The treasury, for the first time, has taken legal action against a foreign-located money services business.
On July 26, 2017, The Financial Crimes Enforcement Network (FinCEN) announced the assessment of a $110,003,312 civil money penalty against BTC-e, or Canton Business Corporation (BTC-e) for “willfully violating U.S. anti-money laundering (AML) laws.”
FinCEN worked in coordination with the U.S. Attorney’s Office for the Northern District of California. According to official documents, Russian national Alexander Vinnik was indicted along with BTC-e “in the Northern District of California under 18 U.S.C. §§ 1956, 1957, and 1960 for money laundering, conspiracy to commit money laundering, engaging in unlawful monetary transactions, and the operation of an unlicensed money transmitting business.” Vinnik was arrested earlier today in Greece on a U.S. warrant. FinCEN assessed a $12 million penalty against Vinnik for his “role in the violations.”
Acting director of FinCEN Jamal El-Hindi warned that the organization will hold accountable foreign-located money transmitters and virtual currency exchangers doing business with the U.S. when they willfully violate U.S. AML laws. He said:
“This action should be a strong deterrent to anyone who thinks that they can facilitate ransomware, dark net drug sales, or conduct other illicit activity using encrypted virtual currency. Treasury’s FinCEN team and our law enforcement partners will work with foreign counterparts across the globe to appropriately oversee virtual currency exchangers and administrators who attempt to subvert U.S. law and avoid complying with U.S. AML safeguards.”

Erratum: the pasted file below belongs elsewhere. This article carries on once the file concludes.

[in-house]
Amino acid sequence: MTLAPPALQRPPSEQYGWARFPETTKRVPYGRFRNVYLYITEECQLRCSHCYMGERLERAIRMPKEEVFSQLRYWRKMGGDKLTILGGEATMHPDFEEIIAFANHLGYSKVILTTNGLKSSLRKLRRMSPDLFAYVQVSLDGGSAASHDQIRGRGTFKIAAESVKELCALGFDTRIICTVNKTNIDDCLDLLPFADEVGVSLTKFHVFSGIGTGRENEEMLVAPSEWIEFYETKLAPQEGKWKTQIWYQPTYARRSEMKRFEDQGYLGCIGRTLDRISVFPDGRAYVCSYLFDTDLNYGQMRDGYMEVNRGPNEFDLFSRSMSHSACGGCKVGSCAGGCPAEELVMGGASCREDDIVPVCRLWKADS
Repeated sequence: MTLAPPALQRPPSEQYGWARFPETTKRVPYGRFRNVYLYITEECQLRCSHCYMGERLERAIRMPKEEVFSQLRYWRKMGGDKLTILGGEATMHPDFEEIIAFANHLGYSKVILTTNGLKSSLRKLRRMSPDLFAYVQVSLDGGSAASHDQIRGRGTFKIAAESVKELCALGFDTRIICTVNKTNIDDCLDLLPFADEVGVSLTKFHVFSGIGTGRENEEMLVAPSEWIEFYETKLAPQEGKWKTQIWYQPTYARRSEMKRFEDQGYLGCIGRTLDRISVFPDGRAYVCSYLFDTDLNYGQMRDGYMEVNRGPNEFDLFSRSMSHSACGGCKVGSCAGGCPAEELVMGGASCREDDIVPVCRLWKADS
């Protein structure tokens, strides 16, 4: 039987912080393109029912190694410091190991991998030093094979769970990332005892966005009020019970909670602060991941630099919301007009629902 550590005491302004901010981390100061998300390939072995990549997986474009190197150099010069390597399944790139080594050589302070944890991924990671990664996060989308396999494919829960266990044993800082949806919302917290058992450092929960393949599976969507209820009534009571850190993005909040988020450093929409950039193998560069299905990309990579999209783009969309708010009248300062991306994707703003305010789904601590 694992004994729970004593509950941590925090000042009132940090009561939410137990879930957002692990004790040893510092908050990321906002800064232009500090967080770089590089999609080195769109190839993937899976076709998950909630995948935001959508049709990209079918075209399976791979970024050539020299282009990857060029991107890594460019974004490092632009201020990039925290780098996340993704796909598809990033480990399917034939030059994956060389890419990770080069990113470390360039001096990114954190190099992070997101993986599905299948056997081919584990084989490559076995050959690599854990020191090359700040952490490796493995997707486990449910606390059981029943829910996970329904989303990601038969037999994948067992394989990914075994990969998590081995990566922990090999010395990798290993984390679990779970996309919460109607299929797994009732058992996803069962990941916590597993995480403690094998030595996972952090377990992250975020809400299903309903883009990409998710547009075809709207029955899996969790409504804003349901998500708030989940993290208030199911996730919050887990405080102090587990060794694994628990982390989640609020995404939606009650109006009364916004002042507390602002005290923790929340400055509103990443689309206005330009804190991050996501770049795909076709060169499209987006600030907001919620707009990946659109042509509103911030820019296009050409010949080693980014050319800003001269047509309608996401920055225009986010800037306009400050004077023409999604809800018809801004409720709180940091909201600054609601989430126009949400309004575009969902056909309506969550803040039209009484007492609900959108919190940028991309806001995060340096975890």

FinCEN played a role with law enforcement with respect to the seizure of BTC-e and the arrest of Vinnik. Furthermore, the Internal Revenue Service-Criminal Investigation Division, Federal Bureau of Investigation, United States Secret Service, and Homeland Security Investigators cooperated in the conduct of the investigation.
BTC-e is said to have “embraced the pervasive criminal activity conducted at the exchange” by obtaining sparse accounts of customer identities, limited to email addresses, passwords, and usernames. According to the report, users regularly engaged in conversations discussing criminal activity on the exchange’s chat, and “BTC-e’s customer service representatives offered advice on how to process and access money obtained from illegal drug sales on dark net markets like Silk Road, Hansa Market, and AlphaBay.”
In addition, BTC-e is also accused of processing transactions involving stolen funds between 2011 and 2014 from MtGox, including 300,000 bitcoin transactions traceable directly to theft. FinCEN said it identified at least $3 million worth of transactions tied to ransomware attacks as well, such as “Cryptolocker” and “Locky.” BTC-e is also tied to conducting transactions through the former money laundering site Liberty Reserve—the sites shared a customer base.
FinCEN reports “BTC-e has conducted over $296 million in transactions of bitcoin alone and tens of thousands of transactions in other convertible virtual currencies.” Regardless of the region it served, FinCEN maintains that BTC-e was required to comply with U.S. AML laws, regulations, and practices.
This is the second time supervisory action has been taken in response to an exchanger of virtual currency by FinCEN and the first time it has taken action against a foreign-based Money Services Business.